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Need For Pitching Improvement Reaching Mission Critical

The Astros' collective 5.24 ERA is the worst mark in the majors, after yesterday's 11-7 thumping.

J.A. Happ has had a rather average start to 2011. (Photo by Bob Levey/Getty Images)
J.A. Happ has had a rather average start to 2011. (Photo by Bob Levey/Getty Images)
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With all the focus on Astros' lineup changes you could easily be forgiven for forgetting about the Astros pitching, which, after being knocked around for 11 runs last night, now sits as the worst pitching staff in the majors. 

The pitching corps are currently bleeding 5.4 runs a game. 

While people (me among them) have been petitioning Brad Mills to drop Carlos Lee from the clean-up spot, the real nightmare has been going on in our bullpen and rotation. Last night looked like being one of Nelson Figueroa's better efforts, but then he was pulled with the two men on and no-outs and all hell broke loose with Fernando Abad on the mound. 

Chief among the wrecking crew was former-Astro Lance Berkman, who went 4-5 with two home runs, a double, five RBI, three runs scored and a GIDP for good measure. 

And even the Cardinals blew several huge opportunities. David Freese was gunned down by Bill Hall in the fourth, and in the fifth they had two men on with no outs after Gerald Laird's single and failed to get another run. 

But having watched the sixth inning again, after the Berkman 3-run shot, the Astros could easily have got out of that inning without extensive damage of nine runs inflicted on them. Bill Hall received the ball a fraction too late to turn a DP on Tyler Greene's force-out, Kyle McLellan's single could easily have fallen to one of the middle infielders, and Albert Pujols' roller down the third base line could have gone foul.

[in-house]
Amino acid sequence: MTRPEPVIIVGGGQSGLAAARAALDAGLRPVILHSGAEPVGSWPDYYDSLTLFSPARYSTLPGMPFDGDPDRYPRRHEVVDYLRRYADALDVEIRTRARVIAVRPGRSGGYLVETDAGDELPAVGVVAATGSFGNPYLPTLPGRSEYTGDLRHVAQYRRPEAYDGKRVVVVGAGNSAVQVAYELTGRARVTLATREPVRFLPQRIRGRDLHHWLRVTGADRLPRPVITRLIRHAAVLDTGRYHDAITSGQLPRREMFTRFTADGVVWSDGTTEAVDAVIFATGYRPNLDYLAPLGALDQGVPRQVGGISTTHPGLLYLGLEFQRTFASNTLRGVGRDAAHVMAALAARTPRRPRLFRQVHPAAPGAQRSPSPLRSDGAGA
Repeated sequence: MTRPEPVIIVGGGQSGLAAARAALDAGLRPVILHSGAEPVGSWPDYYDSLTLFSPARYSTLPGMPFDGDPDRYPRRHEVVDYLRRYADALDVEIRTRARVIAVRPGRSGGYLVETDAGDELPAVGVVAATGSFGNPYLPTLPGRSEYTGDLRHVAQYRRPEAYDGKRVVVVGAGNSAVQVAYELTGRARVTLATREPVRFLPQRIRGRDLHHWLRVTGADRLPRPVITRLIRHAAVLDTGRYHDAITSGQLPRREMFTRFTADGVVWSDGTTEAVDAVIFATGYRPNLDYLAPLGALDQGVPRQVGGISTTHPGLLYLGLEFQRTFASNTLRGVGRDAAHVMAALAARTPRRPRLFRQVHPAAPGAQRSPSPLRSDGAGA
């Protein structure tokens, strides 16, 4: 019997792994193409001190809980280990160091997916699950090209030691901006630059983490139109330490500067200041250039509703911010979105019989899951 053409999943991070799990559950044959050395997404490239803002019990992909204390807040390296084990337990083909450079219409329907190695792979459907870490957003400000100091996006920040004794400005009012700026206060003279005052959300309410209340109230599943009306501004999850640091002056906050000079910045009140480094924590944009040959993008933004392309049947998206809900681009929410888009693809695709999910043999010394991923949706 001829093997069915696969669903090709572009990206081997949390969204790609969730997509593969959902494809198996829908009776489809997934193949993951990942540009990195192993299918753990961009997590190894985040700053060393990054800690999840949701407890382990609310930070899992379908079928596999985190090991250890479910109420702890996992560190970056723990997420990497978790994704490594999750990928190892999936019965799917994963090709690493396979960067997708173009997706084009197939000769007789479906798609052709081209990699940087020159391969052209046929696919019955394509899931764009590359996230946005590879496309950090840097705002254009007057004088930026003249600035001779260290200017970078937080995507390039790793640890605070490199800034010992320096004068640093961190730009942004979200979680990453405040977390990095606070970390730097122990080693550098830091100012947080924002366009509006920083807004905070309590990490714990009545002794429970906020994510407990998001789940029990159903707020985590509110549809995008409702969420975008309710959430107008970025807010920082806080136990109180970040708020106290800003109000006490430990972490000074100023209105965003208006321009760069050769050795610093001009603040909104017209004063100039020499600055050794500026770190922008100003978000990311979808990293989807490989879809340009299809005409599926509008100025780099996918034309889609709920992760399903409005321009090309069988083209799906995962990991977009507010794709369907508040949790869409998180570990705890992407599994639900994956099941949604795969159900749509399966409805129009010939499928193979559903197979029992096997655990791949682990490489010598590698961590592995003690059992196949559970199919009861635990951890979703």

Saying that the Redbirds did hit a ton of frozen-rope line-drives to right field over the course of the game, and even thought they are offensively a strong unit, you should never allow nine runs in a single inning. 

And even then the Astros had two great chances to score runs in the sixth and eighth innings, with Hunter Pence striking out with the bases loaded in the former, then out at home in a pretty stupid play at home plate, trying to score on a bounced ball that barely got away from Gerald Laird. 

The Astros are 3-12 in games started by either Figueroa, J.A. Happ or Wandy Rodriguez, which is simply not good enough. Brett Myers meanwhile has not left a game this season with the Astros behind, and but for the culpabilities of the bullpen he might be 4-0 instead of 1-0.

Even by their bullpen's standards last night was a shambles. Their 5.09 bullpen ERA is now the second worst in the NL behind the Los Angeles Dodgers

9-16, level worst in the either league with the San Diego Padres, the Astros will get little respite as they face the Brewers for the second time in a week. Myers will face Shawn Marcum again, Rodriguez draws Randy Wolf, who stymied the Astros bats so effectively, and Bud Norris gets Chris Narveson

Taking two out of three, and picking up just their second series win of the season, would be massive moving into May. 

To get closer to .500 they need to shave at least a run a game off the 5.4 runs a game they are allowing and keep their runs scored rate at around the 4.6 that it is right now. Their 115 runs scored is fourth in the NL, despite being 15th in home runs and 15th in walks drawn. 

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